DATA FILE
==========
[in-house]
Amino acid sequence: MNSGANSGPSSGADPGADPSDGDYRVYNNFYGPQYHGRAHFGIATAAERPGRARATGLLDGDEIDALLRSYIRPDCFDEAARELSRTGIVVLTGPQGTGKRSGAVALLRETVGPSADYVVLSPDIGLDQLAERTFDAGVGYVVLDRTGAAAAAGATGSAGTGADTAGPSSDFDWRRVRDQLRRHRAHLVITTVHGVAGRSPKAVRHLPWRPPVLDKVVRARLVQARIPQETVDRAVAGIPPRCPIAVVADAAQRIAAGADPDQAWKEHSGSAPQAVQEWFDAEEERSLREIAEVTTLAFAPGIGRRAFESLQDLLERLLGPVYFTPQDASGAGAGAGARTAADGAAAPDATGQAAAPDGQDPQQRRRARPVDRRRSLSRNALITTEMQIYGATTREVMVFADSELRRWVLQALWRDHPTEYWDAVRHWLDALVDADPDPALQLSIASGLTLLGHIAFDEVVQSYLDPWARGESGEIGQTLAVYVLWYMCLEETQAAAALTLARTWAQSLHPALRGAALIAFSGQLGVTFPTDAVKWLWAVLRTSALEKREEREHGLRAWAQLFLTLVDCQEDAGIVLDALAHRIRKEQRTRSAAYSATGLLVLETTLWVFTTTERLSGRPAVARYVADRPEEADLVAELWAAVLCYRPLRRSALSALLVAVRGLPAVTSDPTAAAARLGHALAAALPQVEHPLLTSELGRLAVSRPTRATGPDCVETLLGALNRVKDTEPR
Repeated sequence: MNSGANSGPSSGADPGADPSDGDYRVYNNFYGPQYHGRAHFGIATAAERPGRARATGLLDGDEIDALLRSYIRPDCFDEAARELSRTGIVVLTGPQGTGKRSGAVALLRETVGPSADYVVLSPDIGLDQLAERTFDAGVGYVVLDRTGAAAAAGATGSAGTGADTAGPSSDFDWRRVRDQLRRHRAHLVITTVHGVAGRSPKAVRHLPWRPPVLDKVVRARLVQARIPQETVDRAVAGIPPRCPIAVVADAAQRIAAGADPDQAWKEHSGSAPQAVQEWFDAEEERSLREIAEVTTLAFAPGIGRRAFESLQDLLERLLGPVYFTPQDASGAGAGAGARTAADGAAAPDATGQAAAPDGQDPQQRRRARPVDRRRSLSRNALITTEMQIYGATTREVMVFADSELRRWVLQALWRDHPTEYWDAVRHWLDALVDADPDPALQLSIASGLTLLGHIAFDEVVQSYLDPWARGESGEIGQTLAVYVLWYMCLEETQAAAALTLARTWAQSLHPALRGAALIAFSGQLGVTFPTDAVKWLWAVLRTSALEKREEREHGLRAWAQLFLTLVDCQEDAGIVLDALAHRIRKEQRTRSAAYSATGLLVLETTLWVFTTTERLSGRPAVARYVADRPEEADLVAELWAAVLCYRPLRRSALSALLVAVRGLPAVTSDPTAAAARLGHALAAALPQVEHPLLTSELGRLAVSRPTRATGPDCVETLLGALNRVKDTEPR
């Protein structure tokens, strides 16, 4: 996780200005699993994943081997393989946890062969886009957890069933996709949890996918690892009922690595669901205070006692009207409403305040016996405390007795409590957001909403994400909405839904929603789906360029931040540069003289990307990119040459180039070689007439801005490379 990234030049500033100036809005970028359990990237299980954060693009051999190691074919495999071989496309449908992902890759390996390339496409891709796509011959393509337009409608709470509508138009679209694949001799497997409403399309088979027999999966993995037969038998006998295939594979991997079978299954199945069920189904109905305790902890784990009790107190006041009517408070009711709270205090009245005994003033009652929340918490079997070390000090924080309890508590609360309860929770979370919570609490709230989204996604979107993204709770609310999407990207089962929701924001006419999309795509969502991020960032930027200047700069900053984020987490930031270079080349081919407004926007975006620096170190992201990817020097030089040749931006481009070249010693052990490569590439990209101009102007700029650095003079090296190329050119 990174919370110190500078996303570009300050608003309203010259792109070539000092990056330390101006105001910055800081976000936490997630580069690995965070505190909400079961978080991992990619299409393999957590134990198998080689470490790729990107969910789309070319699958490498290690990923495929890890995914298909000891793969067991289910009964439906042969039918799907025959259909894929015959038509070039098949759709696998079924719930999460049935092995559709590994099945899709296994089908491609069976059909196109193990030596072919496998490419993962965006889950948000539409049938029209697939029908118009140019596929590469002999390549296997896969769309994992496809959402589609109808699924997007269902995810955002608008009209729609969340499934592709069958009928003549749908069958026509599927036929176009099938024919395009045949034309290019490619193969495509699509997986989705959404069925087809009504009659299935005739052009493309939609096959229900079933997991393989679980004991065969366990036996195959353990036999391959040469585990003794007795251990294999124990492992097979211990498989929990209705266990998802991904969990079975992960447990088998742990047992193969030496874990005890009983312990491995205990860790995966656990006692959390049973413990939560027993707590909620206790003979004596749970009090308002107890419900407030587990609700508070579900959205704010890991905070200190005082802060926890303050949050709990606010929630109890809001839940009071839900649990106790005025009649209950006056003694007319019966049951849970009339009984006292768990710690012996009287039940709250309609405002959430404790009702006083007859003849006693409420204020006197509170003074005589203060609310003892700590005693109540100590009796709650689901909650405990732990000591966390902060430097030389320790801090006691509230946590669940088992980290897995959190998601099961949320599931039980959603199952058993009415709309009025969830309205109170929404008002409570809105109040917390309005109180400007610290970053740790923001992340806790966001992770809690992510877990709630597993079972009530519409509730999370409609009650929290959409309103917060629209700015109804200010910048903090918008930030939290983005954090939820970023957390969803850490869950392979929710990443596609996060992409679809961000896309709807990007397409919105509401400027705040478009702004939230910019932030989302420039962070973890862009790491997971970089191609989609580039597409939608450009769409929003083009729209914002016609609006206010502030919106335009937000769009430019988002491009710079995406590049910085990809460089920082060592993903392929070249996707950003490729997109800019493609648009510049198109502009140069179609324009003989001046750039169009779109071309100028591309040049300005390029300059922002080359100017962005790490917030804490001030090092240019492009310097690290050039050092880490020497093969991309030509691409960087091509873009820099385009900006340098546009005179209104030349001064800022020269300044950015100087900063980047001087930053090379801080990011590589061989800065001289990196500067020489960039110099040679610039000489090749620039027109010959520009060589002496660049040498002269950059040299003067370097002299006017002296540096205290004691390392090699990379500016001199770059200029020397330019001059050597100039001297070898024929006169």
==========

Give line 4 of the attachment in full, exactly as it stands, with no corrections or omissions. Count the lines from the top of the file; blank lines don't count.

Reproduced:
């Protein structure tokens, strides 16, 4: 996780200005699993994943081997393989946890062969886009957890069933996709949890996918690892009922690595669901205070006692009207409403305040016996405390007795409590957001909403994400909405839904929603789906360029931040540069003289990307990119040459180039070689007439801005490379 990234030049500033100036809005970028359990990237299980954060693009051999190691074919495999071989496309449908992902890759390996390339496409891709796509011959393509337009409608709470509508138009679209694949001799497997409403399309088979027999999966993995037969038998006998295939594979991997079978299954199945069920189904109905305790902890784990009790107190006041009517408070009711709270205090009245005994003033009652929340918490079997070390000090924080309890508590609360309860929770979370919570609490709230989204996604979107993204709770609310999407990207089962929701924001006419999309795509969502991020960032930027200047700069900053984020987490930031270079080349081919407004926007975006620096170190992201990817020097030089040749931006481009070249010693052990490569590439990209101009102007700029650095003079090296190329050119 990174919370110190500078996303570009300050608003309203010259792109070539000092990056330390101006105001910055800081976000936490997630580069690995965070505190909400079961978080991992990619299409393999957590134990198998080689470490790729990107969910789309070319699958490498290690990923495929890890995914298909000891793969067991289910009964439906042969039918799907025959259909894929015959038509070039098949759709696998079924719930999460049935092995559709590994099945899709296994089908491609069976059909196109193990030596072919496998490419993962965006889950948000539409049938029209697939029908118009140019596929590469002999390549296997896969769309994992496809959402589609109808699924997007269902995810955002608008009209729609969340499934592709069958009928003549749908069958026509599927036929176009099938024919395009045949034309290019490619193969495509699509997986989705959404069925087809009504009659299935005739052009493309939609096959229900079933997991393989679980004991065969366990036996195959353990036999391959040469585990003794007795251990294999124990492992097979211990498989929990209705266990998802991904969990079975992960447990088998742990047992193969030496874990005890009983312990491995205990860790995966656990006692959390049973413990939560027993707590909620206790003979004596749970009090308002107890419900407030587990609700508070579900959205704010890991905070200190005082802060926890303050949050709990606010929630109890809001839940009071839900649990106790005025009649209950006056003694007319019966049951849970009339009984006292768990710690012996009287039940709250309609405002959430404790009702006083007859003849006693409420204020006197509170003074005589203060609310003892700590005693109540100590009796709650689901909650405990732990000591966390902060430097030389320790801090006691509230946590669940088992980290897995959190998601099961949320599931039980959603199952058993009415709309009025969830309205109170929404008002409570809105109040917390309005109180400007610290970053740790923001992340806790966001992770809690992510877990709630597993079972009530519409509730999370409609009650929290959409309103917060629209700015109804200010910048903090918008930030939290983005954090939820970023957390969803850490869950392979929710990443596609996060992409679809961000896309709807990007397409919105509401400027705040478009702004939230910019932030989302420039962070973890862009790491997971970089191609989609580039597409939608450009769409929003083009729209914002016609609006206010502030919106335009937000769009430019988002491009710079995406590049910085990809460089920082060592993903392929070249996707950003490729997109800019493609648009510049198109502009140069179609324009003989001046750039169009779109071309100028591309040049300005390029300059922002080359100017962005790490917030804490001030090092240019492009310097690290050039050092880490020497093969991309030509691409960087091509873009820099385009900006340098546009005179209104030349001064800022020269300044950015100087900063980047001087930053090379801080990011590589061989800065001289990196500067020489960039110099040679610039000489090749620039027109010959520009060589002496660049040498002269950059040299003067370097002299006017002296540096205290004691390392090699990379500016001199770059200029020397330019001059050597100039001297070898024929006169």